Billionaire George Soros’s Latest Stock Picks
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George Soros is best known for his global macro investing, particularly in currencies and most particularly for his short of the British pound in 1992. Soros Fund Management also invests in equities, however, and we have gone through the fund’s positions that it reported in its second quarter 13F and compared these positions to those in previous filings. Here are some trends we noticed:
Megacaps. Soros initiated a 4.8 million share position in $240 billion market cap Wal-Mart (NYSE: WMT), which according to the 13F made it the largest stock position in the fund’s portfolio. He also boosted his stake in $220 billion market cap conglomerate General Electric (NYSE: GE) from 1.3 million shares to 8.6 million. Wal-Mart, as a discount retailer, has little exposure to the broader market for such a large cap company (its beta is 0.5) and trades at 16 times trailing earnings. GE trades at 18 times trailing earnings, but sell-side analysts are optimistic about its prospects and the forward P/E is only 12. GE offers a 3.2% dividend yield at current market prices, while Wal-Mart’s dividend yield is 2.5%. Both of these large companies should be fairly safe from any U.S. or global slowdown.
Gold. The approximately 320,000 shares of SPDR Gold ETF (NYSEMKT: GLD) that Soros owned at the end of April had become about 880,000 by the end of June. John Paulson has been bullish on gold and gold miners for some time, and added to these positions in the second quarter of the year as well. Combined with the investments in Wal-Mart and GE, we read Soros’s activity as being defensive against economic uncertainty -- gold should do well in such an environment, as should megacaps in stable businesses that pay good dividends. On a value basis gold doesn’t have much to offer, but defensive-minded investors can consider it alongside value stocks in stable businesses.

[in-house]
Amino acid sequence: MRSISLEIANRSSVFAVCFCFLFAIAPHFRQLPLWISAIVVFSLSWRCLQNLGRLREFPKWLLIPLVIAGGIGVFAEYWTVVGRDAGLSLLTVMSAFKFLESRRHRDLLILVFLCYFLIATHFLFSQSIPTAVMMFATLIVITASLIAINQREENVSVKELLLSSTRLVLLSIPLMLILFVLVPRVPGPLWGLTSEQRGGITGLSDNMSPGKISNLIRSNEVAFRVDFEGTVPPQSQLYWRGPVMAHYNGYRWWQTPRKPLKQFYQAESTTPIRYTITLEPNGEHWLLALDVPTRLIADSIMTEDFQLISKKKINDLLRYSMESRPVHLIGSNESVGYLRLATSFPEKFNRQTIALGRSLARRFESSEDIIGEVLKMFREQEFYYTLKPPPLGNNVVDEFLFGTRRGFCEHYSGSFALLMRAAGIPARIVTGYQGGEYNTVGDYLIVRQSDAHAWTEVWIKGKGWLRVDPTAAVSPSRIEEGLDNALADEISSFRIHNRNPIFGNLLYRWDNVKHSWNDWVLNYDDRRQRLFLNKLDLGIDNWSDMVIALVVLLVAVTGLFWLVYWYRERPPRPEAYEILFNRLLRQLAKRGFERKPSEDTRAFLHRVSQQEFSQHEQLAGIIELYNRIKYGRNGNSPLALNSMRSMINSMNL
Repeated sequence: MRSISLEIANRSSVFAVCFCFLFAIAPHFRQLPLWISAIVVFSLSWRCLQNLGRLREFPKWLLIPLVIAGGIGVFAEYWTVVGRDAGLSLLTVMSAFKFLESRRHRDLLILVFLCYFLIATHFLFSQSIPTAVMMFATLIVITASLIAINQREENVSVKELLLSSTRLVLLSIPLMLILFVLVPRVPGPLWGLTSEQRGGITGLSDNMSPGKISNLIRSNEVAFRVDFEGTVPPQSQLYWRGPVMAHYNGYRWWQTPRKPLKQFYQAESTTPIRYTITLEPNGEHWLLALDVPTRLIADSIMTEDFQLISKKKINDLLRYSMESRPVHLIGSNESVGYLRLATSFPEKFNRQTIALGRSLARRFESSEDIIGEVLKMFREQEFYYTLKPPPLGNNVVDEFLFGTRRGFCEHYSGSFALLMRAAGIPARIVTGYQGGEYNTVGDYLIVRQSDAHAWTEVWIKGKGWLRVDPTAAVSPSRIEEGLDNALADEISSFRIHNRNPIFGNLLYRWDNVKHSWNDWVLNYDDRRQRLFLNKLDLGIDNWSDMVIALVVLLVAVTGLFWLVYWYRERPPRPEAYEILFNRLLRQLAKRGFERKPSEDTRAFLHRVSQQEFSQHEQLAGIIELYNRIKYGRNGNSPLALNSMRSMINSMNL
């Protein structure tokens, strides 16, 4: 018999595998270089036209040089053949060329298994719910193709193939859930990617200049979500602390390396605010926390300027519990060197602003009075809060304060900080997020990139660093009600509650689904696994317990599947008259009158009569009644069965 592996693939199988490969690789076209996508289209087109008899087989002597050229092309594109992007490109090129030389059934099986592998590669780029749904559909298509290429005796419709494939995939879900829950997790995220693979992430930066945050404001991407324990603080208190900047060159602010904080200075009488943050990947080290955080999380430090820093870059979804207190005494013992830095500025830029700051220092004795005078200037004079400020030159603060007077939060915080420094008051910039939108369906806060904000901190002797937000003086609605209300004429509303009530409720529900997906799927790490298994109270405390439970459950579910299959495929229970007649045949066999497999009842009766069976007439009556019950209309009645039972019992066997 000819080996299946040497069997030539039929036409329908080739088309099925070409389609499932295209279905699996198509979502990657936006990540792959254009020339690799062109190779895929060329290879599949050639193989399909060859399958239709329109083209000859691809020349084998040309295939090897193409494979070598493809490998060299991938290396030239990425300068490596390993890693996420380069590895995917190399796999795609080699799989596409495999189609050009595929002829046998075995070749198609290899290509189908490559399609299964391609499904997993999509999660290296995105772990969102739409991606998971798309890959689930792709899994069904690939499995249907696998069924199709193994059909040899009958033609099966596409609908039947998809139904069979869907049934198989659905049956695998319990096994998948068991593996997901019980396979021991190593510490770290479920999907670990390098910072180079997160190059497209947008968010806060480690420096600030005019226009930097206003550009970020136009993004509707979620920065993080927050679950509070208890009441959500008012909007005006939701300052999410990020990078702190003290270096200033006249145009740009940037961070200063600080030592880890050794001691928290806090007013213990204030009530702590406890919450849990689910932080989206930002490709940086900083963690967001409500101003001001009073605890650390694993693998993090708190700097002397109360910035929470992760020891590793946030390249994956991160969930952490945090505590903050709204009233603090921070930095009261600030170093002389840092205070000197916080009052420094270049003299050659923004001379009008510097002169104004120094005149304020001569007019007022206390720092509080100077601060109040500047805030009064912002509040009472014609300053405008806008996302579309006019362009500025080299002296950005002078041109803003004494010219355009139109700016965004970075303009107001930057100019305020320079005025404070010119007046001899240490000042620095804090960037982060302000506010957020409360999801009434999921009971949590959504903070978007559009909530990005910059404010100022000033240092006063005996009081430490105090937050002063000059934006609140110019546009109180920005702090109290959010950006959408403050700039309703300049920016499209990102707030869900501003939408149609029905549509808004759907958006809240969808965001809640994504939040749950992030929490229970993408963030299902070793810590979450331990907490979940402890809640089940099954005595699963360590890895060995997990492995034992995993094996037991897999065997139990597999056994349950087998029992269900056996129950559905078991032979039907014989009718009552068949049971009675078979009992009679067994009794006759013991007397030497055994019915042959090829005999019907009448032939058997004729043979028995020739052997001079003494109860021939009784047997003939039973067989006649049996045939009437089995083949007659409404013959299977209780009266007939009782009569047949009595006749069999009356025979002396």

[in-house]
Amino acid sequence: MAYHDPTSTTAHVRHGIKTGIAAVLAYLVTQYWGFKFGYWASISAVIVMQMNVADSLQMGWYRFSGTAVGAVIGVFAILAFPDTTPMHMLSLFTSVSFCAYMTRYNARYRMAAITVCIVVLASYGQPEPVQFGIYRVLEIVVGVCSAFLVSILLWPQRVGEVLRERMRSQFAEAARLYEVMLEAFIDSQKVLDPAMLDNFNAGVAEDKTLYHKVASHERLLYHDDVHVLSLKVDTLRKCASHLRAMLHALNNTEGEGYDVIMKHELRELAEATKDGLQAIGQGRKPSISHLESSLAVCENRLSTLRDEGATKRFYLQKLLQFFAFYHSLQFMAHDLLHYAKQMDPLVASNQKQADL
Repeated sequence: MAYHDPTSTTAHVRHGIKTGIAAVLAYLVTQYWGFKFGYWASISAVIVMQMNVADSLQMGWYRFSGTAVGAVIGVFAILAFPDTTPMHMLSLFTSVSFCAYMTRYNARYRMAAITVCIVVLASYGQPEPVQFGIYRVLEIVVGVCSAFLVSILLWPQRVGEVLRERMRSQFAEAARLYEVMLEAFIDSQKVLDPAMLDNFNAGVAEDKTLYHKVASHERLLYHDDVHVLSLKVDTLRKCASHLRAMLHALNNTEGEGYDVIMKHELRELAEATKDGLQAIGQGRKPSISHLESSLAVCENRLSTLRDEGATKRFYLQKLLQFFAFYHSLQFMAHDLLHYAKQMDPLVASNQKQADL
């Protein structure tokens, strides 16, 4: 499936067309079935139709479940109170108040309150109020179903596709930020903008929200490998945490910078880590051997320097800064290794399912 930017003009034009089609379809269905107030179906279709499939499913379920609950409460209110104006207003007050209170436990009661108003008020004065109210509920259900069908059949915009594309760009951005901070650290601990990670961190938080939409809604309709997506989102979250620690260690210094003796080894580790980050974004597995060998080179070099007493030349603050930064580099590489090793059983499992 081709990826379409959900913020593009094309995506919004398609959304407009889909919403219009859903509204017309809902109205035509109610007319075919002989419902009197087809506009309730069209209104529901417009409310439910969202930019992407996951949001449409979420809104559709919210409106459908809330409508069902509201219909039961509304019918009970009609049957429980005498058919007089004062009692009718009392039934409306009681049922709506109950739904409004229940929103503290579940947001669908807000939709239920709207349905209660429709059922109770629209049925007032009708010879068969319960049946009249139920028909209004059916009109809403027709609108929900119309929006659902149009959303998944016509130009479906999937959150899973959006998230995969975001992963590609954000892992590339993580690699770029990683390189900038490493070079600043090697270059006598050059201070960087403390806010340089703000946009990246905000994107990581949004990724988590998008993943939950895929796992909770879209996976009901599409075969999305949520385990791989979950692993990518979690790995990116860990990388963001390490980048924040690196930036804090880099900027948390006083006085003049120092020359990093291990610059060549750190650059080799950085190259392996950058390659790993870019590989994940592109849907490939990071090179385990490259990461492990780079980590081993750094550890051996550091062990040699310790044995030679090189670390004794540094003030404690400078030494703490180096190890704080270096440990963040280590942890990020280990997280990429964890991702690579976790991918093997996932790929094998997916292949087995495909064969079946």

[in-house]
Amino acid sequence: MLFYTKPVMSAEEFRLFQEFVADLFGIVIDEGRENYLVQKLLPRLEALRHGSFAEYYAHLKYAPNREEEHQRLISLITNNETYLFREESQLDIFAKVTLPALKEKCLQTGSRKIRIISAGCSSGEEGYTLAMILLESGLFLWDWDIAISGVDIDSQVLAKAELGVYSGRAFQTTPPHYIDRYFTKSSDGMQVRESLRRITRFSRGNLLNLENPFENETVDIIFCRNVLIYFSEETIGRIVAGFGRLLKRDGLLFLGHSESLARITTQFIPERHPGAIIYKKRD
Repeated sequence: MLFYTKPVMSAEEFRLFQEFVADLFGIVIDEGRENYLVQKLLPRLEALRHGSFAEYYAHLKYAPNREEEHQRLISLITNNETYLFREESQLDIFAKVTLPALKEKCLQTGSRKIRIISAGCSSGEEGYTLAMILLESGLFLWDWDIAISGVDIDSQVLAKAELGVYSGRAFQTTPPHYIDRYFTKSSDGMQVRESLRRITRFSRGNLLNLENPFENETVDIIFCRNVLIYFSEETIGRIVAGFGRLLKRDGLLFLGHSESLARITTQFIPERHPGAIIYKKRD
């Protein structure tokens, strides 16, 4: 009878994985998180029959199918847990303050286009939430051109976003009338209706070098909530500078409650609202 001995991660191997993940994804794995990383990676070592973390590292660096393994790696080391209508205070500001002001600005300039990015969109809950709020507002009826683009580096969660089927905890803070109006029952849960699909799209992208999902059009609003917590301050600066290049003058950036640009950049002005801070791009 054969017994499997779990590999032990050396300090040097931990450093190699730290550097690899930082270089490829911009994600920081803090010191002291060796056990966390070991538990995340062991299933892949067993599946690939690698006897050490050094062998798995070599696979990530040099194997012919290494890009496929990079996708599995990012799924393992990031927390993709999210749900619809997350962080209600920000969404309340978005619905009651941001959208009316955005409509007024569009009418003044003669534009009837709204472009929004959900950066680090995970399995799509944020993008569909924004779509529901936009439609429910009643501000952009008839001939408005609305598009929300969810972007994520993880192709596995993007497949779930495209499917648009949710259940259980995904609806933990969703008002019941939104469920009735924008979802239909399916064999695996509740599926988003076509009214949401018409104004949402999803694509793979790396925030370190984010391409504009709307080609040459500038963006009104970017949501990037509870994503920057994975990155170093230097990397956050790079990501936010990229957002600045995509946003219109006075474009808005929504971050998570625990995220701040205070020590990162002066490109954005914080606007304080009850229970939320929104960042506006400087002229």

Westport. The fund increased its position in Westport Innovations (NASDAQ: WPRT) from 3 million to 4.1 million shares. Westport is a pure growth play: Soros is investing in the company’s low-emission engines for cars, trucks, buses and other vehicles, which are designed to run on natural gas, diesel, or alternative fuels. The $2 billion market cap company is unprofitable on a trailing basis and is expected to have negative earnings this year and next year. But the market opportunity is attractive even on a non-environmentalist basis as natural gas production continues to boom in the U.S. and signal continued low prices for the commodity in the future. Over the last year the stock is up nearly 60%. It’s also started to get some attention from hedge funds: John Griffin initiated a small position in the second quarter of the year.
Netapp. Soros added Netapp (NASDAQ: NTAP) to his portfolio in the second quarter of 2012, purchasing 4.5 million shares by the end of June. Netapp provides network data storage and markets its products to customers in energy, financial services, and other sectors. In its most recent quarter the company reported a 19% increase in revenue and a 13% increase in earnings compared to the same period the previous year, and Wall Street analysts expect that it will continue to deliver growth. It trades at a forward P/E multiple of 13, compared to a P/E of 20 on a trailing basis. As with many larger tech companies, Netapp has a large amount of cash on its balance sheet.
We see a growth case for Westport Innovations but we would prefer to have some positive earnings come in and then see where its valuation stands before recommending it as a buy. We’re not particularly familiar with Netapp, another stock that Soros appears to be buying with an eye toward company-specific growth, but would be interested in comparing it with its peers to see if its growth rate and multiple make it a buy against other companies in the industry. As far as what we see as Soros’s macro move here -- taking cover in Wal-Mart, GE, and gold -- we’ll put this top investor under “bearish” and consider that a plus for value and dividend stocks accordingly. Of the three, Wal-Mart would be our pick.
This article is written by Matt Doiron and edited by Meena Krishnamsetty. They don't own shares in any of the stocks discussed in this article. The Motley Fool owns shares of Westport Innovations. Motley Fool newsletter services recommend Westport Innovations. Try any of our Foolish newsletter services free for 30 days. We Fools may not all hold the same opinions, but we all believe that considering a diverse range of insights makes us better investors. The Motley Fool has a disclosure policy. If you have questions about this post or the Fool’s blog network, click here for information.